The U.S. version could easily take a different tack. Already, some clues to the future-past interconnectivenes suggest there might a different resolution.
Life on Mars is by no means as intriguing as, say, the first season of Lost which piled puzzle upon puzzle. The cop-shop aspect means viewers get a neatly wrapped-up crime story every week which I find a bit retro. But, I'm happy to see any show that asks the viewer to pay attention over the course of a season toward a conclusion that may or may not pan out -- or pay off.
Of course, success means that this show will get dragged out well past its expiration date and get bogged down in meaninglessness (see also: Lost, Twin Peaks). On the other hand, an early cancellation could leave viewers hanging in mid-season, no closer to knowing what happened to Tyler or why.
Though that would be the perfect excuse to rent the DVDs of the British version.
There's an old saying that Pennsylvania is Philadelphia on one side, Pittsburgh on the other, and Alabama in between.
That may be giving Pittsburgh too much credit.
Increasingly, Pennsylvania is Philadelphia on one side ... and then everything else. So if you feel like everyone on your street has reverted to some political cro-magnon state, it's not just you: western Pennsylvania really does appear to be getting dumber. But Barack Obama stands a pretty good chance of winning the state anyway. In fact, he arguably stands a better chance than some of his predecessors.
Some friends of mine are getting a little panicky at the sheer amount of right-wing derangement that they encounter in bars, in grocery-store parking lots, and so on. Since this is the only part of Pennsylvania most of us see often -- and since people assume that the rural portions of the state are filled with nutjobs -- they're getting worried the whole state might be like that. (Polls like this won't help anyone's digestion either. H/t to our friends at the P-G's Early Returns blog.)
Far be it from me to counsel complacence. Even when I've been known to practice it. The Dear Leader -- as we media types call Obama when we're not suppressing his ties to William Ayers -- is urging the troops not to get cocky. But we shouldn't panic either. Even if everyone in your family or on your block HAS gone off the deep end.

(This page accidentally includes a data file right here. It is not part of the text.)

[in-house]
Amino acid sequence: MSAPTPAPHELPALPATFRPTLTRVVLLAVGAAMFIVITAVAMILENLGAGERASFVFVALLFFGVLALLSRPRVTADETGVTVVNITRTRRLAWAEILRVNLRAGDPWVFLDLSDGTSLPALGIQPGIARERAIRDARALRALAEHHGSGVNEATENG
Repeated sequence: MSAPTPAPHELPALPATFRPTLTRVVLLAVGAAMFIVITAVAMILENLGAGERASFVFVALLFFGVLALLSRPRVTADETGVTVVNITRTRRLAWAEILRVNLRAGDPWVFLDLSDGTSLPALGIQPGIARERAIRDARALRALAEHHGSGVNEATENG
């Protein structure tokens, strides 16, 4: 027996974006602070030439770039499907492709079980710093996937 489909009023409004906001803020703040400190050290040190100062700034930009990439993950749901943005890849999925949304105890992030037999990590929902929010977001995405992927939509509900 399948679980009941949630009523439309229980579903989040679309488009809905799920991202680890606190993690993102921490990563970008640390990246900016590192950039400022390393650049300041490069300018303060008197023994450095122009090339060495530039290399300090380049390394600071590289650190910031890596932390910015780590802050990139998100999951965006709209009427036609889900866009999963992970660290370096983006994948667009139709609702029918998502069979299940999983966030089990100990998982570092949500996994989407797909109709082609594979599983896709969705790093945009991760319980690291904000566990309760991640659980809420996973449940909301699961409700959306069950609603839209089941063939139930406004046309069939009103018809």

One ego-deflating truth of statewide political contests is this: the Pittsburgh region matters less and less with every election cycle ... which is one reason Democrats do better and better.
The Brookings Institute has broken down the "political geography" of Pennsylvania: You'll find a road map here, with a link to a full report. The bottom line, though, is that the state serves as a bridge between East Coast and Rust Belt -- and the East Coast portions are getting stronger as the Rust Belt wanes.
Brookings argues that since 1988, "the growing eastern part of the state [has swung] toward the Democrats, producing four straight presidential victories. ... Countering this swing, the declining western part of the state has been moving toward the GOP." But on balance, the math favors the Dems.
Analyst Tom Ferrick here also suggests that Philadelphia -- and the surrounding counties -- are really all that matters on Nov. 4:
There simply aren’t enough McCain votes left in the rest of the state to overcome the 550,000-vote mega-margin Obama will get in the southeast on Election Day.
The bottom line: Obama wins Pennsylvania with ease.
Of course, it's not fun to realize we're being eclipsed by Philadelphia. The upside, though, is realizing that mouth-breathing Jim Quinn fan in the next cubicle is becoming less and less relevant right alongside you.
Another thought to calm yourself with. If you've been encountering any racial animus, console yourself with the possibility that bigotry in Pennsylvania may be less widespread than you may think. There were rural counties of the state that were quite comfortable giving their votes to Lynn Swann back when he ran for governor in 2006. In some heavily Republican counties -- like Crawford, where I lived for a few years -- Swann actually got more votes than the notoriously white Rick Santorum, who was also running for re-election.
Again: I'm not suggesting anyone take victory for granted. McCain has tried to come up with an "October Surprise" almost every day this October. None of them have stuck, but had Ashley Todd's story broken the night before the election, who knows what effect it might have had?
But if complacency saps our energy, so does despair. When you're out door-knocking, or arguing with relatives, or gouging a letter "B" into someone's face, you may think you're all alone. You may feel like your efforts have no meaning ... or that they might not even show up on surveillance cameras. At those times, remember that you've got a friend in Pennsylvania -- even if it's on the other side of the state.
Tags: Slag Heap
For those ready to rock with Ted Leo + the Pharmacists at Diesel next week, some bad news: the Nov. 5 show has been postponed due to a family emergency. A new date is promised, and Nov. 5 tickets will be honored when that show comes around. We'll holler when that new date is announced. Thank you for shopping with CP.
The festival's acts over the years have often been political, and, pretty unsurprisingly, that politics is reliably left. While the approach is sometimes heavy-handed (especially when you're preaching to the converted -- I mean, we're talking puppetry fans here), it's cool that the fest gives artists free rein.